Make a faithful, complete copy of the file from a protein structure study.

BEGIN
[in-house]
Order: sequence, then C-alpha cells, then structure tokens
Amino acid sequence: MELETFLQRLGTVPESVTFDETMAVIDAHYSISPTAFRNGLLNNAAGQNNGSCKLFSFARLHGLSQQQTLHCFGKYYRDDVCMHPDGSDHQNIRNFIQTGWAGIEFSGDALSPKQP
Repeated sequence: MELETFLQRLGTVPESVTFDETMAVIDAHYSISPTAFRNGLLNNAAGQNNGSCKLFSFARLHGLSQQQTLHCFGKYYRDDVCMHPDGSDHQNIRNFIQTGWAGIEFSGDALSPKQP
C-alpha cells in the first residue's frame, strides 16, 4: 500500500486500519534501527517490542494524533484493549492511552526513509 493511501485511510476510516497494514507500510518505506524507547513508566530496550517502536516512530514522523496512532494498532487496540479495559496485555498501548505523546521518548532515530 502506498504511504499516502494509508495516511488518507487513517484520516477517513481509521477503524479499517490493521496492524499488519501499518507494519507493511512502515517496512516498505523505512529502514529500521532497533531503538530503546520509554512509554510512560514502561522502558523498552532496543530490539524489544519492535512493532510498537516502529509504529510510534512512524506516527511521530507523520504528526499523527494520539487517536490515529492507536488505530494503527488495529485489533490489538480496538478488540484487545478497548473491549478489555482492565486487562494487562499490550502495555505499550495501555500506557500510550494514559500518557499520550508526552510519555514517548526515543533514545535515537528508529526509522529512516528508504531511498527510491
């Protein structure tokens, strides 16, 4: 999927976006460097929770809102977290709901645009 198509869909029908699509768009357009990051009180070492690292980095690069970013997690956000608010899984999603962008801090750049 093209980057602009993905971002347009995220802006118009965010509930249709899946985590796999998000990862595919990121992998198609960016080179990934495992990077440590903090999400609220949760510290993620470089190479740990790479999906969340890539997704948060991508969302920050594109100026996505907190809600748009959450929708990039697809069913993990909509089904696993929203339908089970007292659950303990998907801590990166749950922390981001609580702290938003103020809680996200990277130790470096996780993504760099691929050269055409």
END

[in-house]
Order: sequence, then C-alpha cells, then structure tokens
Amino acid sequence: MELETFLQRLGTVPESVTFDETMAVIDAHYSISPTAFRNGLLNNAAGQNNGSCKLFSFARLHGLSQQQTLHCFGKYYRDDVCMHPDGSDHQNIRNFIQTGWAGIEFSGDALSPKQP
Repeated sequence: MELETFLQRLGTVPESVTFDETMAVIDAHYSISPTAFRNGLLNNAAGQNNGSCKLFSFARLHGLSQQQTLHCFGKYYRDDVCMHPDGSDHQNIRNFIQTGWAGIEFSGDALSPKQP
C-alpha cells in the first residue's frame, strides 16, 4: 500500500486500519534501527517490542494524533484493549492511552526513509 493511501485511510476510516497494514507500510518505506524507547513508566530496550517502536516512530514522523496512532494498532487496540479495559496485555498501548505523546521518548532515530 502506498504511504499516502494509508495516511488518507487513517484520516477517513481509521477503524479499517490493521496492524499488519501499518507494519507493511512502515517496512516498505523505512529502514529500521532497533531503538530503546520509554512509554510512560514502561522502558523498552532496543530490539524489544519492535512493532510498537516502529509504529510510534512512524506516527511521530507523520504528526499523527494520539487517536490515529492507536488505530494503527488495529485489533490489538480496538478488540484487545478497548473491549478489555482492565486487562494487562499490550502495555505499550495501555500506557500510550494514559500518557499520550508526552510519555514517548526515543533514545535515537528508529526509522529512516528508504531511498527510491
């Protein structure tokens, strides 16, 4: 999927976006460097929770809102977290709901645009 198509869909029908699509768009357009990051009180070492690292980095690069970013997690956000608010899984999603962008801090750049 093209980057602009993905971002347009995220802006118009965010509930249709899946985590796999998000990862595919990121992998198609960016080179990934495992990077440590903090999400609220949760510290993620470089190479740990790479999906969340890539997704948060991508969302920050594109100026996505907190809600748009959450929708990039697809069913993990909509089904696993929203339908089970007292659950303990998907801590990166749950922390981001609580702290938003103020809680996200990277130790470096996780993504760099691929050269055409």